The Forest View Guest House is something of a Pennine Way legend.  It was originally the Bryness YHA youth hostel, but in 2006 (when it was faced with closure) a local couple, Colin and Joyce, bought it, renovated it and took it a little upmarket. They also introduced a transport service that many people use to make the last part of the journey to Kirk Yetholm much easier.


One of the problems of the Pennine Way is the total lack of accommodation on the last 27 or so miles from Bryness to Kirk Yetholm.  If you don’t fancy walking in one go and if you can’t face wild camping, there is no real option.   Colin and Joyce provide a great solution by offering two nights in Bryness with a free transfer to and from the half way point 15 miles away.  Like many before us, we had booked this option.


Forest View is located in 3 terraced cottages located in a little cul-de-sac off the main road. The cottages have been knocked through to form one semi-continuous building with a common conservatory stretching along the back.  The living room of one cottage has been converted into a real ale bar and another into a little restaurant.   The whole place has a lovely “at home” feeling to it.


Joyce opened the door to us and introduced herself as she led us into the conservatory. Colin was waiting there for us to offer hot drinks, and then after we had removed our boots he took them off to the drying room.   I guessed that Colin and Joyce must be in their mid to late sixties.

There were 6 other people already in the conservatory and we all introduced ourselves.  There were two middle-aged couples from Settle in Yorkshire who were walking the Pennine Way in sections together and there was another younger couple from Bavaria who were living in Preston and doing the walk all in one go.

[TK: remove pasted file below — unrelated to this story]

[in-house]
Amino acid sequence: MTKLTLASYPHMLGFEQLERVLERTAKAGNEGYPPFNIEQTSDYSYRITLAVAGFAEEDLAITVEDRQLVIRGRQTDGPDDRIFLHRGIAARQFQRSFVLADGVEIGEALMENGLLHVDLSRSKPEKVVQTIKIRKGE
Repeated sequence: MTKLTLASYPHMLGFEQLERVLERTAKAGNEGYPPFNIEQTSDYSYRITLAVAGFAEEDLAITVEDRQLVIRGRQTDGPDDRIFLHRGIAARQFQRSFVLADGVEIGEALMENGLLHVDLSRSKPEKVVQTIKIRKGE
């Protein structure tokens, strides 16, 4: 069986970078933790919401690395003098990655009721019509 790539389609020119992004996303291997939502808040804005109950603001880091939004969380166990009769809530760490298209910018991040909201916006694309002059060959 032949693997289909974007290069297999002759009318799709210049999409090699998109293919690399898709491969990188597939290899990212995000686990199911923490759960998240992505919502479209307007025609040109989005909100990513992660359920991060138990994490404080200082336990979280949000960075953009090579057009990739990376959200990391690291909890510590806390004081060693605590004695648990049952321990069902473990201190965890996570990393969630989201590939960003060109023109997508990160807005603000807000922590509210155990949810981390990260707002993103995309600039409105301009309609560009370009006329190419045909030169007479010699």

After relaxing a bit upstairs, we went down to the bar and chatted to the other three couples.  They were all a day ahead of us and were now on their second night at Forest View.  They had walked to Windy Gyle (about 13 miles) during the day and then descended 2 miles to a meeting point where Joyce had picked them up in her van at 4:30pm.  She would take them back to the same place in the morning.  We would follow in their footsteps the next morning.

As we moved from the bar room to the dining room at 7pm, Colin announced that he was a little worried. We were missing two guests due from Bellingham. It was getting late and he started to think about calling the mountain rescue. This was something, he explained, he was obliged to do if guests didn’t turn up.

It didn’t take us long to work out that the missing guests were the mother and daughter we had last seen at Hadrian’s Wall.   We suggested that they might be slow walkers as they hadn’t caught us up at all on the first day.  Colin wasn’t convinced, but as we were just finishing some of Joyce’s delicious Cottage Pie, they finally appeared outside.

They hardly had time to get their coats off before they were shown to our table for dinner.  Now we formally introduced ourselves; the mother was Angela and the daughter was Sarah. Angela was retired and living in South London, Sarah was working for a museum in Yorkshire.

They explained, reasonably enough, that they just liked to walk slow and stop often. Colin was still worried and wondered whether they would make it to the halfway point in time for the 5pm pick up the next day.  He explained that they would need to be on time as Joyce had to be back by 6pm to make dinner.